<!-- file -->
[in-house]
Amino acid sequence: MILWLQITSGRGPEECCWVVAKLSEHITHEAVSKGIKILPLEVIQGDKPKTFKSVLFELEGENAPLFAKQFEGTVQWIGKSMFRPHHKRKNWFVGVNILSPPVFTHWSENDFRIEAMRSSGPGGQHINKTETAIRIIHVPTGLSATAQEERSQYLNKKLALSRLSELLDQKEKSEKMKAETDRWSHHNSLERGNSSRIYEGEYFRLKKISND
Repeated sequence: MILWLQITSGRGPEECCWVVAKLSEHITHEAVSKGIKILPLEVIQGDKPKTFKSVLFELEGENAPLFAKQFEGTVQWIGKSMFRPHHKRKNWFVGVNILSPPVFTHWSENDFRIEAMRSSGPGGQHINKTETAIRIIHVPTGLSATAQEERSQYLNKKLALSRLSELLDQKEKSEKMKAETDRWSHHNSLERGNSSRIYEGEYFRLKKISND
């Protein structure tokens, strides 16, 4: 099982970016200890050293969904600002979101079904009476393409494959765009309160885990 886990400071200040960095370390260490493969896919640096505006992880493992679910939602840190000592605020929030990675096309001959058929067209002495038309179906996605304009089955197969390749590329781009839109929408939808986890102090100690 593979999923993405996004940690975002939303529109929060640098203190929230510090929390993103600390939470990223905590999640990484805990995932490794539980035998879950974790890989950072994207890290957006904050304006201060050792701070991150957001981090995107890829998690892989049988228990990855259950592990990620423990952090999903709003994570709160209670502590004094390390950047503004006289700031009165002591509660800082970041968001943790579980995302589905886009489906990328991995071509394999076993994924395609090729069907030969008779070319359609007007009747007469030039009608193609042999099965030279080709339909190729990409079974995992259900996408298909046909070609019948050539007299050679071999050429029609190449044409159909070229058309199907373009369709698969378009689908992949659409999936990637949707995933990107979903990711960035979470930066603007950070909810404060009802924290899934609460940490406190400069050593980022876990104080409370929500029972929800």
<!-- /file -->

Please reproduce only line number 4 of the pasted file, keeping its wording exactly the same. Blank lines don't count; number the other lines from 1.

């Protein structure tokens, strides 16, 4: 099982970016200890050293969904600002979101079904009476393409494959765009309160885990 886990400071200040960095370390260490493969896919640096505006992880493992679910939602840190000592605020929030990675096309001959058929067209002495038309179906996605304009089955197969390749590329781009839109929408939808986890102090100690 593979999923993405996004940690975002939303529109929060640098203190929230510090929390993103600390939470990223905590999640990484805990995932490794539980035998879950974790890989950072994207890290957006904050304006201060050792701070991150957001981090995107890829998690892989049988228990990855259950592990990620423990952090999903709003994570709160209670502590004094390390950047503004006289700031009165002591509660800082970041968001943790579980995302589905886009489906990328991995071509394999076993994924395609090729069907030969008779070319359609007007009747007469030039009608193609042999099965030279080709339909190729990409079974995992259900996408298909046909070609019948050539007299050679071999050429029609190449044409159909070229058309199907373009369709698969378009689908992949659409999936990637949707995933990107979903990711960035979470930066603007950070909810404060009802924290899934609460940490406190400069050593980022876990104080409370929500029972929800």